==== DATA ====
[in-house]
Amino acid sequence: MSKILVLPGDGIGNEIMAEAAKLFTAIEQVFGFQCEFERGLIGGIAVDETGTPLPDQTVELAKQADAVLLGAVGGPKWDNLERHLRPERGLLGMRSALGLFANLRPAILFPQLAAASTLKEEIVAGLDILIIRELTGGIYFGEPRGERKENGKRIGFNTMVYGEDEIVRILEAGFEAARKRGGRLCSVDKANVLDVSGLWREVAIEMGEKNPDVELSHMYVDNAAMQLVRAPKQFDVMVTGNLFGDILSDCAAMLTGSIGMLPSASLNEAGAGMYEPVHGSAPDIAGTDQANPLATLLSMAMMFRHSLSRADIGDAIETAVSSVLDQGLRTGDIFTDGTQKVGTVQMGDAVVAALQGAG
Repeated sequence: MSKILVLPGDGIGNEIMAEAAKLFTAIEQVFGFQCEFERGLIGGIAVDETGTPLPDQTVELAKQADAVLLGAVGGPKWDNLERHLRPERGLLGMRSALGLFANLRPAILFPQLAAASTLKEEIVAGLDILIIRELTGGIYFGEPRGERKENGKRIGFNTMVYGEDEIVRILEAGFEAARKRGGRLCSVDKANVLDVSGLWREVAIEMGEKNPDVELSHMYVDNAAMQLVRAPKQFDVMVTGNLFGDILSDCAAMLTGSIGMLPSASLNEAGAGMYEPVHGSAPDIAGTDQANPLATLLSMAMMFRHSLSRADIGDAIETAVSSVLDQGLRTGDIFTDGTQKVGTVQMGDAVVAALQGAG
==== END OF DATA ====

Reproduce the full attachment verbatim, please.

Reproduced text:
[in-house]
Amino acid sequence: MSKILVLPGDGIGNEIMAEAAKLFTAIEQVFGFQCEFERGLIGGIAVDETGTPLPDQTVELAKQADAVLLGAVGGPKWDNLERHLRPERGLLGMRSALGLFANLRPAILFPQLAAASTLKEEIVAGLDILIIRELTGGIYFGEPRGERKENGKRIGFNTMVYGEDEIVRILEAGFEAARKRGGRLCSVDKANVLDVSGLWREVAIEMGEKNPDVELSHMYVDNAAMQLVRAPKQFDVMVTGNLFGDILSDCAAMLTGSIGMLPSASLNEAGAGMYEPVHGSAPDIAGTDQANPLATLLSMAMMFRHSLSRADIGDAIETAVSSVLDQGLRTGDIFTDGTQKVGTVQMGDAVVAALQGAG
Repeated sequence: MSKILVLPGDGIGNEIMAEAAKLFTAIEQVFGFQCEFERGLIGGIAVDETGTPLPDQTVELAKQADAVLLGAVGGPKWDNLERHLRPERGLLGMRSALGLFANLRPAILFPQLAAASTLKEEIVAGLDILIIRELTGGIYFGEPRGERKENGKRIGFNTMVYGEDEIVRILEAGFEAARKRGGRLCSVDKANVLDVSGLWREVAIEMGEKNPDVELSHMYVDNAAMQLVRAPKQFDVMVTGNLFGDILSDCAAMLTGSIGMLPSASLNEAGAGMYEPVHGSAPDIAGTDQANPLATLLSMAMMFRHSLSRADIGDAIETAVSSVLDQGLRTGDIFTDGTQKVGTVQMGDAVVAALQGAG